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Lloyd v. American Export Lines, Inc.

United States Court of Appeals for the Third Circuit
580 F.2d 1179 (3d Cir.), cert. denied, 439 U.S. 969 (1978)


Facts

On September 7, 1974, Roland Alvarez (third-party plaintiff/defendant) and Frank Lloyd (plaintiff), fellow crew members on the SS Export Commerce (Export) (defendant), got into a fight while the ship was in port in Yokohama, Japan. Lloyd sued Export for compensation for his injuries, Export joined Alvarez as a third-party defendant, and Alvarez counterclaimed against Export, alleging negligence and unseaworthiness and that Export failed to take reasonable precautions to protect him from Lloyd, who was known to be hostile to Alvarez. Lloyd failed to prosecute his case and his complaint was dismissed by the district court. The court proceeded to trial on Alvarez’s counterclaim. At trial, Export attempted to call Lloyd as a witness but he refused to appear. Then Exported attempted to introduce testimony given by Lloyd at a Coast Guard hearing. The hearing was to determine whether Lloyd’s merchant mariner license should be suspended or revoked because of the fight with Alvarez. The hearing looked into Lloyd’s conduct aboard the Export and Lloyd’s history with Alvarez. The jury found that Export was negligent and that the negligence caused Alvarez’s injuries. The jury found damages in the amount of $95,000. Export appealed.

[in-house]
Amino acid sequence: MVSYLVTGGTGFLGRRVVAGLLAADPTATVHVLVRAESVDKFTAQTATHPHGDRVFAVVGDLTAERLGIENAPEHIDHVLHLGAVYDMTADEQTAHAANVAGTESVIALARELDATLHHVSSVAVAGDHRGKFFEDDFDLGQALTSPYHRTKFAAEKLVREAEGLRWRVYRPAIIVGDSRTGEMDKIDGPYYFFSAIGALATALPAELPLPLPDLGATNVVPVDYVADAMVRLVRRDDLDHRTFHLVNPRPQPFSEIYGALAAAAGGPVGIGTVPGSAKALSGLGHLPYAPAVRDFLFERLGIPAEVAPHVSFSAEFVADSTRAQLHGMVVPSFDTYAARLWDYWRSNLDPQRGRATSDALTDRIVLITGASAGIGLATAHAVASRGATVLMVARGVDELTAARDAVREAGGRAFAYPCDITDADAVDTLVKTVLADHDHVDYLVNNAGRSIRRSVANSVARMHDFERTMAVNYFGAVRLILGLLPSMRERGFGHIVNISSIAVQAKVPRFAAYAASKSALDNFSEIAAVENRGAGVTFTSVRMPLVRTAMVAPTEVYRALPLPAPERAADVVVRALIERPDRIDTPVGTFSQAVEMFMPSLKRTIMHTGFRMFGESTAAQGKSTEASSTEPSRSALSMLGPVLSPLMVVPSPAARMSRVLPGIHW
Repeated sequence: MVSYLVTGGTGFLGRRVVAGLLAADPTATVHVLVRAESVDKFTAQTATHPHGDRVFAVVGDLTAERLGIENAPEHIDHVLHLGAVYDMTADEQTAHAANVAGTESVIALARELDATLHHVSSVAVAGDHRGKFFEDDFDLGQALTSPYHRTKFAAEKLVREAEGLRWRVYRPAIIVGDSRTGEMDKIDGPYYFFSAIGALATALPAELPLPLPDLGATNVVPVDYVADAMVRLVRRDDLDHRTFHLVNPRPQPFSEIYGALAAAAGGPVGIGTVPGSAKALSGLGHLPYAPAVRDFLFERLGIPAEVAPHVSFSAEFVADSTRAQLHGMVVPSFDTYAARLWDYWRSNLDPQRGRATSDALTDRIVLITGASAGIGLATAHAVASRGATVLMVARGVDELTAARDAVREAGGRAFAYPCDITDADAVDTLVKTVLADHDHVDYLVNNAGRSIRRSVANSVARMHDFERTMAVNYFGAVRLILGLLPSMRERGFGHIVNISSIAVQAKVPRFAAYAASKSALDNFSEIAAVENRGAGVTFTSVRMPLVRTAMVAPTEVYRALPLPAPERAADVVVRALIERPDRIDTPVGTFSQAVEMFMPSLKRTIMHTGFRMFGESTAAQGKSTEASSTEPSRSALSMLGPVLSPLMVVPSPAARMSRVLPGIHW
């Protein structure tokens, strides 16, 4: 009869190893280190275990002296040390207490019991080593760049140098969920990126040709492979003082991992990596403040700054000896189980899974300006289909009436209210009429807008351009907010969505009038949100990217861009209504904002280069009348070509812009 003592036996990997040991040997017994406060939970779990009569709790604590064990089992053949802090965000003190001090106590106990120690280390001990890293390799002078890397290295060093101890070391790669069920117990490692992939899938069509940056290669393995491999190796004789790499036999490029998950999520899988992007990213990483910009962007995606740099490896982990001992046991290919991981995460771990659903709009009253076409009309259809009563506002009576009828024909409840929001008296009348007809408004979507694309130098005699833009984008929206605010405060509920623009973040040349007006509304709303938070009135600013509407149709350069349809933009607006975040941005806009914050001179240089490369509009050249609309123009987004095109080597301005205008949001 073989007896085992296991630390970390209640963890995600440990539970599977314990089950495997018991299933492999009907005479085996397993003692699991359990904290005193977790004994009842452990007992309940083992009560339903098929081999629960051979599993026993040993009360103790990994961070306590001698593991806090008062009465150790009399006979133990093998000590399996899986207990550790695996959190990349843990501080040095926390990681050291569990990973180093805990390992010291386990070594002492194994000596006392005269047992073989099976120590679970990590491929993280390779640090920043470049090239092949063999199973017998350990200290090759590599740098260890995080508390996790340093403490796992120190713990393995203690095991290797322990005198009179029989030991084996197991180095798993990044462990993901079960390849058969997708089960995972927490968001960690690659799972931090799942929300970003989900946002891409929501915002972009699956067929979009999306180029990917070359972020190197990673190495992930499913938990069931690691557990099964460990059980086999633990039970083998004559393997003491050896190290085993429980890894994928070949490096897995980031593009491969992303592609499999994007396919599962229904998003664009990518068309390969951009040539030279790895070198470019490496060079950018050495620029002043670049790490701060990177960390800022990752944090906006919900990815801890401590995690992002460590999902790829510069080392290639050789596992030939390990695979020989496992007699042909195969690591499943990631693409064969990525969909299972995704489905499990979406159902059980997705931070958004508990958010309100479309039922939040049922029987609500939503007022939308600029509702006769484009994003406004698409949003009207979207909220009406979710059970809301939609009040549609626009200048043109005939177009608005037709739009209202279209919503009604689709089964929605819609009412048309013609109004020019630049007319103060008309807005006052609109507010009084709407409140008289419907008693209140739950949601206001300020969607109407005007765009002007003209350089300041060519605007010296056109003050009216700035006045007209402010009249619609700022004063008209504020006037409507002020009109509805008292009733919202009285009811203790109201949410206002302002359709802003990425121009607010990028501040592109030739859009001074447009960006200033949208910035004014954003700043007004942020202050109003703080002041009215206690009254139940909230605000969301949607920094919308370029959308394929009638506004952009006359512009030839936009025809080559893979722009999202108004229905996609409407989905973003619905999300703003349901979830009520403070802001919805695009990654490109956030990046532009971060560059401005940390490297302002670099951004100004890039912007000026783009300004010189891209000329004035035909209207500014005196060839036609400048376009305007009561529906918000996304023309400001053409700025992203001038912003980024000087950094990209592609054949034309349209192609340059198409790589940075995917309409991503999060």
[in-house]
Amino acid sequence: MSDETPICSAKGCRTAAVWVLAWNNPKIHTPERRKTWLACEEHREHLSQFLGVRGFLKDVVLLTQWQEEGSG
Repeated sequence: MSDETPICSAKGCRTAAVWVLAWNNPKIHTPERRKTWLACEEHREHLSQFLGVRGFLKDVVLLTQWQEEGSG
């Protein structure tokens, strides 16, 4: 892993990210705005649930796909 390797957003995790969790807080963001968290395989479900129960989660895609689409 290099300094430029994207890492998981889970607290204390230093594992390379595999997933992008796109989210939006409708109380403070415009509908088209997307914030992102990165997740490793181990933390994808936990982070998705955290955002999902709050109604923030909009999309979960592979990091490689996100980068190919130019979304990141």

Rule of Law

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Issue

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Holding and Reasoning (Aldisert, J.)

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Concurrence/Dissent (Stern, J.)

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